A workflow can usually be described using formal or informal flow diagramming techniques, showing directed flows between processing steps. Single processing steps or components of a workflow can basically be defined by three parameters:
  1. input description: the information, material and energy required to complete the step
  2. transformation rules, algorithm
    In mathematics and computer science, an algorithm is an effective method expressed as a finite list of well-defined instructions for calculating a function. Algorithms are used for calculation, data processing, and automated reasoning...

    s, which may be carried out by associated human roles or machines, or a combination
  3. output
    Output is the term denoting either an exit or changes which exit a system and which activate/modify a process. It is an abstract concept, used in the modeling, system design and system exploitation.-In control theory:...

     description: the information, material and energy produced by the step and provided as input to downstream steps.

Components can only be plugged together if the output of one previous (set of) component(s) is equal to the mandatory input requirements of the following component. Thus, the essential description of a component actually comprises only in- and output that are described fully in terms of data type
Data type
In computer programming, a data type is a classification identifying one of various types of data, such as floating-point, integer, or Boolean, that determines the possible values for that type; the operations that can be done on values of that type; the meaning of the data; and the way values of...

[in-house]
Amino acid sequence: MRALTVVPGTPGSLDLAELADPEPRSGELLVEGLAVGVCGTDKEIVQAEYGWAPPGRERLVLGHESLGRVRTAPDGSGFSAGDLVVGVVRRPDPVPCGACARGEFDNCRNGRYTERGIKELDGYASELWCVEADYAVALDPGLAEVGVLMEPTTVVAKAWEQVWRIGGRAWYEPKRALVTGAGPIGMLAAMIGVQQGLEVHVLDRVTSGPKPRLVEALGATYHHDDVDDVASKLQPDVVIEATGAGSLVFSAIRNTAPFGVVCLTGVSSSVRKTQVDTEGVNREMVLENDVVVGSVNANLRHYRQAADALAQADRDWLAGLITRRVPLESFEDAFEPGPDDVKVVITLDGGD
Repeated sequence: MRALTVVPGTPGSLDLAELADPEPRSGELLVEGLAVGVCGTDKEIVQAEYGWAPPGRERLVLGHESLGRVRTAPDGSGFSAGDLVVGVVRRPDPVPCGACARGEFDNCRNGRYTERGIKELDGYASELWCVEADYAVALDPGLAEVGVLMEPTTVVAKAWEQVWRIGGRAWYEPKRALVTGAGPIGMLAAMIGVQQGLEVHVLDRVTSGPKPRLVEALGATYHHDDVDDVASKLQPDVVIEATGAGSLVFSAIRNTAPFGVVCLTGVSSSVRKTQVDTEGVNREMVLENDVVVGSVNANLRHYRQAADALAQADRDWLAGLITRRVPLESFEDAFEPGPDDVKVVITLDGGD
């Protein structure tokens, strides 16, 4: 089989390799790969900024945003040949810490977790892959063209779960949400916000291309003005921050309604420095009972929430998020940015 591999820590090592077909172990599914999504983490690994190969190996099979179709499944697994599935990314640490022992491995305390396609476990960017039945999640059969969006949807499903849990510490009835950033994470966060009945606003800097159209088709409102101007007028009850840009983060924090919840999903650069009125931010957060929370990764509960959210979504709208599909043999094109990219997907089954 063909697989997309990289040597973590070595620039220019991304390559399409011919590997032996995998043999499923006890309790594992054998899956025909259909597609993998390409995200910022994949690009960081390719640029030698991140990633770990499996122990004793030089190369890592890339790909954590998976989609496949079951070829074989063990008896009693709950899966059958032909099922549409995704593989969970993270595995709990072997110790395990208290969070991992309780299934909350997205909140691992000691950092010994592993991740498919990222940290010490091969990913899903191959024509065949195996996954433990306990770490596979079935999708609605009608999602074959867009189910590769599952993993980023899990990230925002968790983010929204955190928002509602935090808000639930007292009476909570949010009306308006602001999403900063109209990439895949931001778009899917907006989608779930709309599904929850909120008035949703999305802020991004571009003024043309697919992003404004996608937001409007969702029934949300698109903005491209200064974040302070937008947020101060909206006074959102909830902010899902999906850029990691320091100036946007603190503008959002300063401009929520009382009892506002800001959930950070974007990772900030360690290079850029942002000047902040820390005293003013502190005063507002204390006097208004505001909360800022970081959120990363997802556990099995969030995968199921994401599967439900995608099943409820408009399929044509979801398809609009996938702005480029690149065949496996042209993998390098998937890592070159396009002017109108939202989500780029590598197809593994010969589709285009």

s and their meaning (semantics
Semantics is the study of meaning. It focuses on the relation between signifiers, such as words, phrases, signs and symbols, and what they stand for, their denotata....

). The algorithms' or rules' description need only be included when there are several alternative ways to transform one type of input into one type of output – possibly with different accuracy, speed, etc.

When the components are non-local services that are invoked remotely via a computer network, such as Web service
Web service
A Web service is a method of communication between two electronic devices over the web.The W3C defines a "Web service" as "a software system designed to support interoperable machine-to-machine interaction over a network". It has an interface described in a machine-processable format...

s, additional descriptors (such as QoS
Quality of service
The quality of service refers to several related aspects of telephony and computer networks that allow the transport of traffic with special requirements...

 and availability
In telecommunications and reliability theory, the term availability has the following meanings:* The degree to which a system, subsystem, or equipment is in a specified operable and committable state at the start of a mission, when the mission is called for at an unknown, i.e., a random, time...

) also must be considered.

Workflow applications

Many software systems exist to support workflows in particular domains. Such systems manage tasks such as automatic routing, partially automated processing and integration between different functional software applications and hardware systems that contribute to the value-addition process underlying the workflow.

See also

  • Bioinformatics workflow management systems
    Bioinformatics workflow management systems
    A bioinformatics workflow management system is a specialized form of workflow management system designed specifically to compose and execute a series of computational or data manipulation steps, or a workflow, in a specific domain of science, bioinformatics....

  • Business process automation
    Business process automation
    Business process automation, or BPA, is the strategy a business uses to automate processes in order to contain costs. It consists of integrating applications, restructuring labor resources and using software applications throughout the organization....